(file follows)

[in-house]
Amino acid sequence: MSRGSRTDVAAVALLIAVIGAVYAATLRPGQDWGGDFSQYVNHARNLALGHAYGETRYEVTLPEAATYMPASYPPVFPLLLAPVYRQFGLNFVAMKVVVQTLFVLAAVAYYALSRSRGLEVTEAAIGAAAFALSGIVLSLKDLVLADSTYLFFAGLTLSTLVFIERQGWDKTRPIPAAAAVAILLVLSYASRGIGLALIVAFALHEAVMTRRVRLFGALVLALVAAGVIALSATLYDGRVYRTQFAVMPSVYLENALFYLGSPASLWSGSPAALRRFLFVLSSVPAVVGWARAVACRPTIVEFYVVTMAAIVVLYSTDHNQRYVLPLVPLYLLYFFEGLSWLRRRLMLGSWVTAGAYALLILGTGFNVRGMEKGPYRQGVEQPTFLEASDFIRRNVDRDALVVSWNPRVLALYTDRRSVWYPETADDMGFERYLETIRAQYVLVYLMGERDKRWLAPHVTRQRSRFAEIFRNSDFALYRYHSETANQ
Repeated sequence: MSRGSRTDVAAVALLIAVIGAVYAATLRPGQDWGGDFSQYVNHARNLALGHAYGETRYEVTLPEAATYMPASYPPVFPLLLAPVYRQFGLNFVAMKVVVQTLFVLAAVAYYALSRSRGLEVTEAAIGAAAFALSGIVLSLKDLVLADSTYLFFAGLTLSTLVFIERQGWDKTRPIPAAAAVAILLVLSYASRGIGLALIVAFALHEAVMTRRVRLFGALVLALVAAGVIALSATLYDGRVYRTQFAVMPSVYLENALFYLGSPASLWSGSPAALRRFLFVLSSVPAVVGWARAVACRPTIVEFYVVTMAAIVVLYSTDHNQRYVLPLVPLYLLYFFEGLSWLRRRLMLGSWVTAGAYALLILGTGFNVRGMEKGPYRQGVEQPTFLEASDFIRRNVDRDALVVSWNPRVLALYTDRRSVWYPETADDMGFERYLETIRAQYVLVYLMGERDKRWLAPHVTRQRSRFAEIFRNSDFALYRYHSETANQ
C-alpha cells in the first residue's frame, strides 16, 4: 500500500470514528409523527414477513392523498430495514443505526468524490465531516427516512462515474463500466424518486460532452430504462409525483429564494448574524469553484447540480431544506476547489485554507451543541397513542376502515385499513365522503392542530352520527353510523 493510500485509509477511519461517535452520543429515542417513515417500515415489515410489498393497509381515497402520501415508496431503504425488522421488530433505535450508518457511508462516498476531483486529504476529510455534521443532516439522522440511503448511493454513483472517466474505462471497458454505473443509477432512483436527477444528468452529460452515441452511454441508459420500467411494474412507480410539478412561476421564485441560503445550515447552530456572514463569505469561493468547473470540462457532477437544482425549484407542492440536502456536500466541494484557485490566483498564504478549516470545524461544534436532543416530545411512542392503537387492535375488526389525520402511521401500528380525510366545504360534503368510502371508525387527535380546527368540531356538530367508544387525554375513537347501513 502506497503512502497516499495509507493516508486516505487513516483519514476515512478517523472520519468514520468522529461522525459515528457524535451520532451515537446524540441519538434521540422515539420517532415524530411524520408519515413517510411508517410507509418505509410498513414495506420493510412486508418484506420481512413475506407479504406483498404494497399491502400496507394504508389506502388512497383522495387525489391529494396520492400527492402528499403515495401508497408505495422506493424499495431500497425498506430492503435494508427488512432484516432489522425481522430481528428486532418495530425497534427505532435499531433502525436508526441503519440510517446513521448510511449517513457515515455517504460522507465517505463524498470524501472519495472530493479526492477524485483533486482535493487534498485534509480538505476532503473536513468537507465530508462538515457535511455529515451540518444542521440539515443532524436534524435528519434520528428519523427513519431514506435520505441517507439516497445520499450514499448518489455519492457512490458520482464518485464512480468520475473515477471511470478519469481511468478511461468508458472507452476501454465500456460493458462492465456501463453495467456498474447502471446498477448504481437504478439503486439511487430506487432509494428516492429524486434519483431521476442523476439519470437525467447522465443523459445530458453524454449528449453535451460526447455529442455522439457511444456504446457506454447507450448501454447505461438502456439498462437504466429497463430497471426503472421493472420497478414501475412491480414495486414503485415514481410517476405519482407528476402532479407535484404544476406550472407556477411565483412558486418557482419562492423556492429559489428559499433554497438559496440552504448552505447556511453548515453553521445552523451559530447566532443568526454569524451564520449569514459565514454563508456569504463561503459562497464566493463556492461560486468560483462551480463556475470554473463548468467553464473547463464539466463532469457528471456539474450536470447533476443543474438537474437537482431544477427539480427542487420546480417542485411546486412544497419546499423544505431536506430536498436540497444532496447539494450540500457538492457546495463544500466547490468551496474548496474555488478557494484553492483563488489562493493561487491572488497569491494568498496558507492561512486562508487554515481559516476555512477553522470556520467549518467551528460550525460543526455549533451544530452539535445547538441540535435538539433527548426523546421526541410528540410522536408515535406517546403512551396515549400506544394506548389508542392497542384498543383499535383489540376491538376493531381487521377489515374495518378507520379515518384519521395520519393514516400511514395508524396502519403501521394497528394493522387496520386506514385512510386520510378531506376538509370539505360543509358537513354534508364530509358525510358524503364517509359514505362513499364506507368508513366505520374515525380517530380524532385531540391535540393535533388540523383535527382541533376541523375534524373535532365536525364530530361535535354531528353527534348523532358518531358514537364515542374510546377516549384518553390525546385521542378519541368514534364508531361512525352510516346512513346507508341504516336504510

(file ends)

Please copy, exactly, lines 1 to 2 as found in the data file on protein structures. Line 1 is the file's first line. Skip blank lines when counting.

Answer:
[in-house]
Amino acid sequence: MSRGSRTDVAAVALLIAVIGAVYAATLRPGQDWGGDFSQYVNHARNLALGHAYGETRYEVTLPEAATYMPASYPPVFPLLLAPVYRQFGLNFVAMKVVVQTLFVLAAVAYYALSRSRGLEVTEAAIGAAAFALSGIVLSLKDLVLADSTYLFFAGLTLSTLVFIERQGWDKTRPIPAAAAVAILLVLSYASRGIGLALIVAFALHEAVMTRRVRLFGALVLALVAAGVIALSATLYDGRVYRTQFAVMPSVYLENALFYLGSPASLWSGSPAALRRFLFVLSSVPAVVGWARAVACRPTIVEFYVVTMAAIVVLYSTDHNQRYVLPLVPLYLLYFFEGLSWLRRRLMLGSWVTAGAYALLILGTGFNVRGMEKGPYRQGVEQPTFLEASDFIRRNVDRDALVVSWNPRVLALYTDRRSVWYPETADDMGFERYLETIRAQYVLVYLMGERDKRWLAPHVTRQRSRFAEIFRNSDFALYRYHSETANQ